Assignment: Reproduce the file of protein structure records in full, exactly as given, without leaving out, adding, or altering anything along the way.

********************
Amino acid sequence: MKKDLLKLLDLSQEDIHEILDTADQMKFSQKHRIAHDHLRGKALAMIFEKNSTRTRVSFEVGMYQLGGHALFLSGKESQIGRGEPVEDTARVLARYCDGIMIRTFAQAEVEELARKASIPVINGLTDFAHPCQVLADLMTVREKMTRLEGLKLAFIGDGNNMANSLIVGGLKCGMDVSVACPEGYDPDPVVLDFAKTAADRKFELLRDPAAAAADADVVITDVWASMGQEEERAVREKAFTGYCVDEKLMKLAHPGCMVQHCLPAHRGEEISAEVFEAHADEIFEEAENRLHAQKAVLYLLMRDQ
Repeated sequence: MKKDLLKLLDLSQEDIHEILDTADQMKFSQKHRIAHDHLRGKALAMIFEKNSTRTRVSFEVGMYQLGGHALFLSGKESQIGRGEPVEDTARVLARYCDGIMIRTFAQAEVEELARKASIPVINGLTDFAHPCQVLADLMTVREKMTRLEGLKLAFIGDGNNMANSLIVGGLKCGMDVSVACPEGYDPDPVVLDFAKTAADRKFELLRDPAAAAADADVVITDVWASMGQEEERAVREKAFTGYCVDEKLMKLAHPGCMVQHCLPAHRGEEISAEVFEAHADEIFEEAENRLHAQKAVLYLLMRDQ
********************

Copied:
Amino acid sequence: MKKDLLKLLDLSQEDIHEILDTADQMKFSQKHRIAHDHLRGKALAMIFEKNSTRTRVSFEVGMYQLGGHALFLSGKESQIGRGEPVEDTARVLARYCDGIMIRTFAQAEVEELARKASIPVINGLTDFAHPCQVLADLMTVREKMTRLEGLKLAFIGDGNNMANSLIVGGLKCGMDVSVACPEGYDPDPVVLDFAKTAADRKFELLRDPAAAAADADVVITDVWASMGQEEERAVREKAFTGYCVDEKLMKLAHPGCMVQHCLPAHRGEEISAEVFEAHADEIFEEAENRLHAQKAVLYLLMRDQ
Repeated sequence: MKKDLLKLLDLSQEDIHEILDTADQMKFSQKHRIAHDHLRGKALAMIFEKNSTRTRVSFEVGMYQLGGHALFLSGKESQIGRGEPVEDTARVLARYCDGIMIRTFAQAEVEELARKASIPVINGLTDFAHPCQVLADLMTVREKMTRLEGLKLAFIGDGNNMANSLIVGGLKCGMDVSVACPEGYDPDPVVLDFAKTAADRKFELLRDPAAAAADADVVITDVWASMGQEEERAVREKAFTGYCVDEKLMKLAHPGCMVQHCLPAHRGEEISAEVFEAHADEIFEEAENRLHAQKAVLYLLMRDQ